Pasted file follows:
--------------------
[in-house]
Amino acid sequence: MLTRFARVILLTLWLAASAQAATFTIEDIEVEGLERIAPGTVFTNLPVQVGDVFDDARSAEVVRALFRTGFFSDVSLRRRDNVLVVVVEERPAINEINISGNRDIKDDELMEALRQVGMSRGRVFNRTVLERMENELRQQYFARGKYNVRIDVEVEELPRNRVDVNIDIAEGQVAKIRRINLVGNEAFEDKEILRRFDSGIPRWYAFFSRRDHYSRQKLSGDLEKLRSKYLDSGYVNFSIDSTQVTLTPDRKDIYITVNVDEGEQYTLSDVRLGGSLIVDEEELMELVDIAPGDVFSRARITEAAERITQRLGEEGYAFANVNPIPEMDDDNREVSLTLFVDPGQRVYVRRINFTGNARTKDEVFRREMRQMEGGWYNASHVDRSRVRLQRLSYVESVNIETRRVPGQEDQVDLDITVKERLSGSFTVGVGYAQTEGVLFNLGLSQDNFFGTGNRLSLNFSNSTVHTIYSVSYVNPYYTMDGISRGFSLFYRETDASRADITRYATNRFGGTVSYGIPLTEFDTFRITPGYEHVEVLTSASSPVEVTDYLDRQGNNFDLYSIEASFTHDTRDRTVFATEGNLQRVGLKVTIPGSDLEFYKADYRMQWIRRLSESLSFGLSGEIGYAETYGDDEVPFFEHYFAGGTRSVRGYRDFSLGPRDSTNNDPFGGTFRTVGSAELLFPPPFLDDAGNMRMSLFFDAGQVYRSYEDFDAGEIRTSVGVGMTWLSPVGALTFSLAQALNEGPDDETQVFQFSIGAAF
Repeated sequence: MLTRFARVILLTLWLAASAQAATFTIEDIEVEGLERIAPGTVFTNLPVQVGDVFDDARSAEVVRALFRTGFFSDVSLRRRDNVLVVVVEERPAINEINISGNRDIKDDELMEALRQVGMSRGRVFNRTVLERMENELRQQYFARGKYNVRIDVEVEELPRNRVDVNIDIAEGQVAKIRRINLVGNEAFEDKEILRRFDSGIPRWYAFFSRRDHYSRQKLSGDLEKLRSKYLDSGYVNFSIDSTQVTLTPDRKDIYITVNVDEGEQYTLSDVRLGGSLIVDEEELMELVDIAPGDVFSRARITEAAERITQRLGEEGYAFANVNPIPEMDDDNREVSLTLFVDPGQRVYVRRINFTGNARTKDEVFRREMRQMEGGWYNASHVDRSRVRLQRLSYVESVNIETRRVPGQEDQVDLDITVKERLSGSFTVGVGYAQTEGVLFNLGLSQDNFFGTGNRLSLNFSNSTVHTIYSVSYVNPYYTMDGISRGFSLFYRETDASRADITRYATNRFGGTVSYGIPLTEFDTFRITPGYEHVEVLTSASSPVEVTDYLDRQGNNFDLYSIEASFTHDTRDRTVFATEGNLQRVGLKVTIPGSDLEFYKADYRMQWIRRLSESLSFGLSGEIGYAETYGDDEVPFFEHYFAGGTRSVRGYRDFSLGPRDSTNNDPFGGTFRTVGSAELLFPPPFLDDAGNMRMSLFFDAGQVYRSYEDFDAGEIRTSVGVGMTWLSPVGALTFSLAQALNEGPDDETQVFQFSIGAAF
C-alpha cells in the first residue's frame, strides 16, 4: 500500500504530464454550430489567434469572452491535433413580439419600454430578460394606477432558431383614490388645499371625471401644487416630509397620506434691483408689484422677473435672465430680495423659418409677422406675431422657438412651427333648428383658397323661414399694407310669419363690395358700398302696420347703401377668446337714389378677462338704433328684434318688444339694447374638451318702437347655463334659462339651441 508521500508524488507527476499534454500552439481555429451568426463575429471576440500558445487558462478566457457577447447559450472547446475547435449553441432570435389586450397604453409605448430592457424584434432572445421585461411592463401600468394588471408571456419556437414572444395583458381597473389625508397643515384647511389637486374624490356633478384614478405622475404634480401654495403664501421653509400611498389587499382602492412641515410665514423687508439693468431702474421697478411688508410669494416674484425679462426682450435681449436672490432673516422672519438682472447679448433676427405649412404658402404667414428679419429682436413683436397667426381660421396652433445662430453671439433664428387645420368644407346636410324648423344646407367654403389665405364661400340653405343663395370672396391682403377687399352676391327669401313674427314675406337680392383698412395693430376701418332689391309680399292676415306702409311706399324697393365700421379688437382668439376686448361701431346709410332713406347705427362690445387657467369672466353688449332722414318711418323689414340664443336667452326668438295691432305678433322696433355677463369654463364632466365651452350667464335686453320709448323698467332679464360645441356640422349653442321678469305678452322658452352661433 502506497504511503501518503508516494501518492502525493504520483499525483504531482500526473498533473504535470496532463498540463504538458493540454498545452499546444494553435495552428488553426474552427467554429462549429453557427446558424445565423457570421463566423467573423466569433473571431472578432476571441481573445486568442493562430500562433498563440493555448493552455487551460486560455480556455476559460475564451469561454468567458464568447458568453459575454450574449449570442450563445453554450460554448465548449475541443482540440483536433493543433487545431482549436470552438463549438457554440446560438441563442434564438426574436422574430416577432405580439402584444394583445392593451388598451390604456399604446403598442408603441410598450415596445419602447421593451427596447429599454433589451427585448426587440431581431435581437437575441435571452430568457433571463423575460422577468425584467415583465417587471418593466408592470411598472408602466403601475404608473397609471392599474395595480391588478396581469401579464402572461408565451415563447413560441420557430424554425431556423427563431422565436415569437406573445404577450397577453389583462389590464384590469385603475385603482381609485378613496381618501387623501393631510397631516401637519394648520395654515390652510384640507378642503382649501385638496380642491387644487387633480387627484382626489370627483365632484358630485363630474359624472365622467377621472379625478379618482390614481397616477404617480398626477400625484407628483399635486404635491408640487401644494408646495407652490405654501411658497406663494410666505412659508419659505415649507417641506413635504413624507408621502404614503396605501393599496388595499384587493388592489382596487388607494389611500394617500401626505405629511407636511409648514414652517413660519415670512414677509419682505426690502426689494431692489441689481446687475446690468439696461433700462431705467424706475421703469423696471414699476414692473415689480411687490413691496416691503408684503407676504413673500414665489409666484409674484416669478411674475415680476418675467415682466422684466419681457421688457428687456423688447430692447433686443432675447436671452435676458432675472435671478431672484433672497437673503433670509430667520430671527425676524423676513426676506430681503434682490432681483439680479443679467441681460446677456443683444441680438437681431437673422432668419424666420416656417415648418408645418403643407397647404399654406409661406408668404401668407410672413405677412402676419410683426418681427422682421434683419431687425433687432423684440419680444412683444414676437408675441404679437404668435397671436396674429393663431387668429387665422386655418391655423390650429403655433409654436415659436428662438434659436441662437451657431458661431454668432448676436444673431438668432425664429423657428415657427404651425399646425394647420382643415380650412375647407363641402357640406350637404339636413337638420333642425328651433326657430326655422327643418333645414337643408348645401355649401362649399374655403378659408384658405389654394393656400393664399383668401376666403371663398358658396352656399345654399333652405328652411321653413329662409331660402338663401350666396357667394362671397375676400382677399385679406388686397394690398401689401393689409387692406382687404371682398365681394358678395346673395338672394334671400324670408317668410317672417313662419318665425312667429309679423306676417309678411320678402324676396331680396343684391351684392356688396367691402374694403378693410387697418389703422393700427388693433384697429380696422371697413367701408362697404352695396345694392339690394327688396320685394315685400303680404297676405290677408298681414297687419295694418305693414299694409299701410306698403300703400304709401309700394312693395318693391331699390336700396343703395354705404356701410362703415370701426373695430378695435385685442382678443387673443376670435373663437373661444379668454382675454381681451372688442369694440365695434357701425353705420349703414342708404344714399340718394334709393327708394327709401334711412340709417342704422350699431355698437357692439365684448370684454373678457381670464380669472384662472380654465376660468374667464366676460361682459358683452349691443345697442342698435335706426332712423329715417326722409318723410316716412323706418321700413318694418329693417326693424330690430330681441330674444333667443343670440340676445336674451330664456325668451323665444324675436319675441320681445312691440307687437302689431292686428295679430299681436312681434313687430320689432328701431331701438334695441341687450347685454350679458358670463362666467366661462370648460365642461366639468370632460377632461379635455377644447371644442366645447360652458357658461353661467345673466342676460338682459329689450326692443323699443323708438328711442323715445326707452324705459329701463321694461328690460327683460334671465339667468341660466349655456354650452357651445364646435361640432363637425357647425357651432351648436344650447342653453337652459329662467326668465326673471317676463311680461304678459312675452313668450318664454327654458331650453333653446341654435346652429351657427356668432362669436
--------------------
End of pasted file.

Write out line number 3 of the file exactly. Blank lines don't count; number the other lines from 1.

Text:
Repeated sequence: MLTRFARVILLTLWLAASAQAATFTIEDIEVEGLERIAPGTVFTNLPVQVGDVFDDARSAEVVRALFRTGFFSDVSLRRRDNVLVVVVEERPAINEINISGNRDIKDDELMEALRQVGMSRGRVFNRTVLERMENELRQQYFARGKYNVRIDVEVEELPRNRVDVNIDIAEGQVAKIRRINLVGNEAFEDKEILRRFDSGIPRWYAFFSRRDHYSRQKLSGDLEKLRSKYLDSGYVNFSIDSTQVTLTPDRKDIYITVNVDEGEQYTLSDVRLGGSLIVDEEELMELVDIAPGDVFSRARITEAAERITQRLGEEGYAFANVNPIPEMDDDNREVSLTLFVDPGQRVYVRRINFTGNARTKDEVFRREMRQMEGGWYNASHVDRSRVRLQRLSYVESVNIETRRVPGQEDQVDLDITVKERLSGSFTVGVGYAQTEGVLFNLGLSQDNFFGTGNRLSLNFSNSTVHTIYSVSYVNPYYTMDGISRGFSLFYRETDASRADITRYATNRFGGTVSYGIPLTEFDTFRITPGYEHVEVLTSASSPVEVTDYLDRQGNNFDLYSIEASFTHDTRDRTVFATEGNLQRVGLKVTIPGSDLEFYKADYRMQWIRRLSESLSFGLSGEIGYAETYGDDEVPFFEHYFAGGTRSVRGYRDFSLGPRDSTNNDPFGGTFRTVGSAELLFPPPFLDDAGNMRMSLFFDAGQVYRSYEDFDAGEIRTSVGVGMTWLSPVGALTFSLAQALNEGPDDETQVFQFSIGAAF